Garrett Scott, Bookseller, has released their Catalog 44 with the unusual, undoubtedly unique title, The Sewage System is a Deception. What? Whose sewage system is a deception? If you don't already know, Scott's catalogues generally feature some odd items and this one is no exception. If your collection tilts to the unusual, you won't find a better source. More about the sewage system later. Here are a few samples from this selection.
We begin with an item you may guess to be unusual based on its title, Truth Advocated or the Apocalyptic Beast and Mystic Babylon, Clearly Delineated, for the Serious Consideration of Christians Universally, and Unbelievers of Every Description. It was published in 1812 from upstate New York, early in the career of preacher, former teacher, Theophilus Ransom Gates, later known as “Theophilus the Battle-Axe.” Gates came from Connecticut, later spent time in Amenia, New York, Maryland, Philadelphia, and finally in rural Pennsylvania. In those days, as in these, “truth” was sometimes defined in unusual ways, more like its antonym, and it is doubtful the book got too much serious consideration from Christians. Unbelievers remained unbelievers. It contains some of his prophesies. This was from his time in New York, from which he moved on, and later spent time in jail in Philadelphia. It would not be until years later that Gates found his winning formula. In 1837, he published his claim that people should, as quoted from Jeremiah, become “Battle Axes” for the Lord, hence his moniker. In his view, Christ had advocated throwing out all the rules that constrained our behavior. Along with removing the rules, he advocated removing clothing. He set up a commune a few miles from Pottstown, Pennsylvania, where free love and nudity were promoted. Marriage was considered a binding that made both husbands and wives miserable. He attracted a couple dozen followers to what was known as “Free Love Valley.” He remained there for the rest of his life (why would he leave?), which was 1846. The community managed to hang on for another decade before disbanding. Item 2. Priced at $450.
Next is a five-year run of The Plowshare. An Exemplification of Spelling Reform, from 1872-1877. This publication is not well-remembered today but it must have had a following as it lasted for 40 years. The publisher was Henry M. Parkhurst, who from 1848-1854 was Chief Official Court Reporter for The U.S. Senate. Parkhurst covered many topics, such as currency reform and human population, but stenography was an important part. More importantly, it was his form of spelling that he used in stenography that was high on his list. He believed in phonetic spelling, using an alphabet where every character has its own unique sound. It was certainly easier for people who have trouble spelling or remembering how to spell words with letter combinations like “through” or “knife.” He made use of his spelling in the publication. It contains a two-page promotion for Stephen Pearl Andrews' Wun Alfabet for dhe Hol Wurld. Parkhurst would gain more fame, or notoriety, five years later when he advocated for the sexual practice called “Dianism.” This consists basically of what young men used to refer to as not “going all the way.” Item 12. $150.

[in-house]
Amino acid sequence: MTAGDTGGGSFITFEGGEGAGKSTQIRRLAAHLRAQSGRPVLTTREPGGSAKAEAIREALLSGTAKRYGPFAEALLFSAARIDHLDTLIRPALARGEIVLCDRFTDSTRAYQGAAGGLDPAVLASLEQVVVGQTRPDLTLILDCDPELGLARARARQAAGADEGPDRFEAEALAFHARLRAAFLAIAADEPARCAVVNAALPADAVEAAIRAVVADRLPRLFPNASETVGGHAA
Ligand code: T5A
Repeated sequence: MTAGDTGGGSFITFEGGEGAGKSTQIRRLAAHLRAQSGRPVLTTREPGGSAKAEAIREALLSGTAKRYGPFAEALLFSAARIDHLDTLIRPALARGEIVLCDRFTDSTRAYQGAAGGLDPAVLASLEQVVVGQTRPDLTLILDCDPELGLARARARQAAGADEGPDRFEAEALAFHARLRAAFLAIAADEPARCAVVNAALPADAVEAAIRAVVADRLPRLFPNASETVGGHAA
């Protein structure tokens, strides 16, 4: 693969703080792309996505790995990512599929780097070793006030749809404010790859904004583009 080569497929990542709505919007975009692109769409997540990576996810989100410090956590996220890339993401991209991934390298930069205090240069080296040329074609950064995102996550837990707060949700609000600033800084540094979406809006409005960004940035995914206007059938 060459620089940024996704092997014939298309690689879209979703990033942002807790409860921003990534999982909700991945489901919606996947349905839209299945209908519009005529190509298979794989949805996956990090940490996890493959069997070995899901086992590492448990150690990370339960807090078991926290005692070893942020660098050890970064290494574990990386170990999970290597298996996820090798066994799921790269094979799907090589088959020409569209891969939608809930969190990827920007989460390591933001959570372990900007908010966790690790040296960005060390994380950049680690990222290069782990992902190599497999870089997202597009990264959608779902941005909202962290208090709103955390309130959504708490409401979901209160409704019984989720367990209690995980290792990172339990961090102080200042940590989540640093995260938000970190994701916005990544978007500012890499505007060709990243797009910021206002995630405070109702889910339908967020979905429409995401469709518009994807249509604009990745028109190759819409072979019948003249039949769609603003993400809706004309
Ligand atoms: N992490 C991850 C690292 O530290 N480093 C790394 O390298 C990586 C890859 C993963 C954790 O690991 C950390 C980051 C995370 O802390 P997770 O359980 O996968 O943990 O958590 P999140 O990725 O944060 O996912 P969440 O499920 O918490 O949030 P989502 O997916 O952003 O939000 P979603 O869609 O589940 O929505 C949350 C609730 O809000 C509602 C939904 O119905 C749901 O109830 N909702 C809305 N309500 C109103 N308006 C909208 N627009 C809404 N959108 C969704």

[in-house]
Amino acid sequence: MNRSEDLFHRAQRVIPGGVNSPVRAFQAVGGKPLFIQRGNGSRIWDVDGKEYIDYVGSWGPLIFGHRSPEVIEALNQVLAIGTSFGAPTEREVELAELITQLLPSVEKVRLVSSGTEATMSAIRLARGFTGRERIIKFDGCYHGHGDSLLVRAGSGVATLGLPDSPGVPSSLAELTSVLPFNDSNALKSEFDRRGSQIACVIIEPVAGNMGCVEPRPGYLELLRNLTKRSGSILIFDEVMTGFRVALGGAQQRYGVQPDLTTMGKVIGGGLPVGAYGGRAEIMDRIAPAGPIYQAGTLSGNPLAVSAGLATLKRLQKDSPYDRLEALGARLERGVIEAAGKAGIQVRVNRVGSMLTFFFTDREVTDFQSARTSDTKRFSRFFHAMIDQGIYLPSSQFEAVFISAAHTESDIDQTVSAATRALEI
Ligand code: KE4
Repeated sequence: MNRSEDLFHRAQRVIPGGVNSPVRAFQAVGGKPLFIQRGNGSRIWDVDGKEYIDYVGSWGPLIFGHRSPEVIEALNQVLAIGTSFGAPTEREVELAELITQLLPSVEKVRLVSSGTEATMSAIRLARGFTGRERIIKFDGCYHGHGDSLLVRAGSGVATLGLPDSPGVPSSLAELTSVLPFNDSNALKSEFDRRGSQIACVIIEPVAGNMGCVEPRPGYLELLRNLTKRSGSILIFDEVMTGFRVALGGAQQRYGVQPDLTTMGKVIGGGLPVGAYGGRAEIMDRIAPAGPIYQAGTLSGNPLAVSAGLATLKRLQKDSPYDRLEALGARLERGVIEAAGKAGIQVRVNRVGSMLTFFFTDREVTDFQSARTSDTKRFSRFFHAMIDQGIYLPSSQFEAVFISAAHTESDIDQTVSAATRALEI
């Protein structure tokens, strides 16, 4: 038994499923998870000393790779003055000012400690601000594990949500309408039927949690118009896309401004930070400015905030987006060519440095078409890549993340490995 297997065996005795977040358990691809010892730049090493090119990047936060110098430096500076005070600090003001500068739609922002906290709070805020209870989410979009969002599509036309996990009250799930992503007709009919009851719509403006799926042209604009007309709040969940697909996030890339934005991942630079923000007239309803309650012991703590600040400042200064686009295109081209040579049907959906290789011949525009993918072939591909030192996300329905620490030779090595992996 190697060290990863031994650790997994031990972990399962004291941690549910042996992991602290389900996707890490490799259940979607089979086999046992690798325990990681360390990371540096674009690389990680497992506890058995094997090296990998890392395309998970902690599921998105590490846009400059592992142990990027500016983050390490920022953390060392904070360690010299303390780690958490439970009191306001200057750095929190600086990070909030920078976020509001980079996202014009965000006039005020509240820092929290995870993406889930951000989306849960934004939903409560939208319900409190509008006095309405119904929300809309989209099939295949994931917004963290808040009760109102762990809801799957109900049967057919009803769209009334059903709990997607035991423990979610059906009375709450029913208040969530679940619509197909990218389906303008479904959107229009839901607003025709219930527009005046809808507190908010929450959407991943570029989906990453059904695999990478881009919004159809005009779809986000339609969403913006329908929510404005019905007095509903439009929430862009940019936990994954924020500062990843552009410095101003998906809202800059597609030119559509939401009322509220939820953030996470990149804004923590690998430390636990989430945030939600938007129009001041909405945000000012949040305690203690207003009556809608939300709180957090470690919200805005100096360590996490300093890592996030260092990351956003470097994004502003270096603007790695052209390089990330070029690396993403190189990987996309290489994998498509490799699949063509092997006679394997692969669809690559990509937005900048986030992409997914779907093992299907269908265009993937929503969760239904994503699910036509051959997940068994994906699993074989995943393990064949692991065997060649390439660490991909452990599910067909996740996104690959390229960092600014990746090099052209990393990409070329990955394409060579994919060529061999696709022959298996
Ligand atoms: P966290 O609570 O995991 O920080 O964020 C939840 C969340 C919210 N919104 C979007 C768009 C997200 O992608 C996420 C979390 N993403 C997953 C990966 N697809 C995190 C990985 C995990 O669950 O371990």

If you would like more of Henry Parkhurst, here are some of his earlier thoughts. This is The Plowshare and the American Reporter, together with Cosmopolitan, from 1852-1853. This is not the same as today's Cosmo, in fact, they had little in common. Parkhurst herein reports on spirit manifestations in Boston. Item 11. $150.
Here is the item about deceptive sewers. The title is The Home Doctor: A Guide to Health, by Dr. Bourne, of San Francisco. It was published in 1878 so the advice might be somewhat out of date. His specialty was hydropathic therapy, or the “water-cure.” Hydrotherapy spread like, not fire, perhaps, but like a flood in mid-nineteenth century America. It evolved from hot springs and mineral baths to a cure that could be practiced at home in a bath tub or in a doctor's office. It might use hot water, cold water, water with added ingredients, whatever the particularly physician recommended. There was great belief in the healing power of water in those days. But there was one place that Dr. Bourne did not believe water belonged and that was in your commode. He informed his readers, “In cities where water closets are placed in the houses connected with the sewers or a vault, they are but ventilators to fill the house with poisonous gas...” He felt that “no trap or hindrance to the admission of foul gas has been, or probably can be invented...” Instead, he says, “Earth closets are the only salvation for cities.” I guess that is something like a toilet that drops into dirt, which doesn't sound all that sanitary, or perhaps a litter box. Item 6. $500.
This is a very old bible, the most popular English language one in the second half of the 16th century. It is The Bible. Translated According to the Ebrew and Greeke, a 1608 edition. It is more commonly known as the Geneva Bible for where it was translated, or the Breeches Bible for the unusual word used for what Adam and Eve created from fig leaves when they realized they were naked. It was first published in 1560 and was favored by Calvin, Cromwell, and the Puritans. Naturally, it was a Protestant translation as biblical translators picked terms most consistent with their own preconceptions. However, King James I was not happy with it nor some of the annotations which he interpreted might be unfavorable to his monarchy, so he commissioned a replacement and soon made new printing of the Breeches Bible illegal. The replacement was the King James Bible, first published in 1611, and still in use by Protestants today. This copy is bound with (as published) Robert Herrey's Two Right Profitable and Fruitfull Concordances... Item 1. $3,500.
Garrett Scott, Bookseller, may be reached at 734-730-0643 or email@example.com.